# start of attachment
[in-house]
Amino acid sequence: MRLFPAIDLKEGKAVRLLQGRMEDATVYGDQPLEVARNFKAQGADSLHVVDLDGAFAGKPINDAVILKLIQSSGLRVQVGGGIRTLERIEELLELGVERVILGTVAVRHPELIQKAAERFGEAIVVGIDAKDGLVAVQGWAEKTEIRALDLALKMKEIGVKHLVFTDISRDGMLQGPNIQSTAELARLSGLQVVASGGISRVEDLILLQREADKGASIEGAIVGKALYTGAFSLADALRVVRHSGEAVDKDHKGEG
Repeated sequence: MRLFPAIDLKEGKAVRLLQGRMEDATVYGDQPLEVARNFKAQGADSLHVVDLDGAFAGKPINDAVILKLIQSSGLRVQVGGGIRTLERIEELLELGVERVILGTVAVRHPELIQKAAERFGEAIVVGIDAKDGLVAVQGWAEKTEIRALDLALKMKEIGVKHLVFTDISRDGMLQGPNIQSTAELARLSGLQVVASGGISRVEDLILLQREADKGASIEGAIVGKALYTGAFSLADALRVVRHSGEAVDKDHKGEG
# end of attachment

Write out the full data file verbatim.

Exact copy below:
[in-house]
Amino acid sequence: MRLFPAIDLKEGKAVRLLQGRMEDATVYGDQPLEVARNFKAQGADSLHVVDLDGAFAGKPINDAVILKLIQSSGLRVQVGGGIRTLERIEELLELGVERVILGTVAVRHPELIQKAAERFGEAIVVGIDAKDGLVAVQGWAEKTEIRALDLALKMKEIGVKHLVFTDISRDGMLQGPNIQSTAELARLSGLQVVASGGISRVEDLILLQREADKGASIEGAIVGKALYTGAFSLADALRVVRHSGEAVDKDHKGEG
Repeated sequence: MRLFPAIDLKEGKAVRLLQGRMEDATVYGDQPLEVARNFKAQGADSLHVVDLDGAFAGKPINDAVILKLIQSSGLRVQVGGGIRTLERIEELLELGVERVILGTVAVRHPELIQKAAERFGEAIVVGIDAKDGLVAVQGWAEKTEIRALDLALKMKEIGVKHLVFTDISRDGMLQGPNIQSTAELARLSGLQVVASGGISRVEDLILLQREADKGASIEGAIVGKALYTGAFSLADALRVVRHSGEAVDKDHKGEG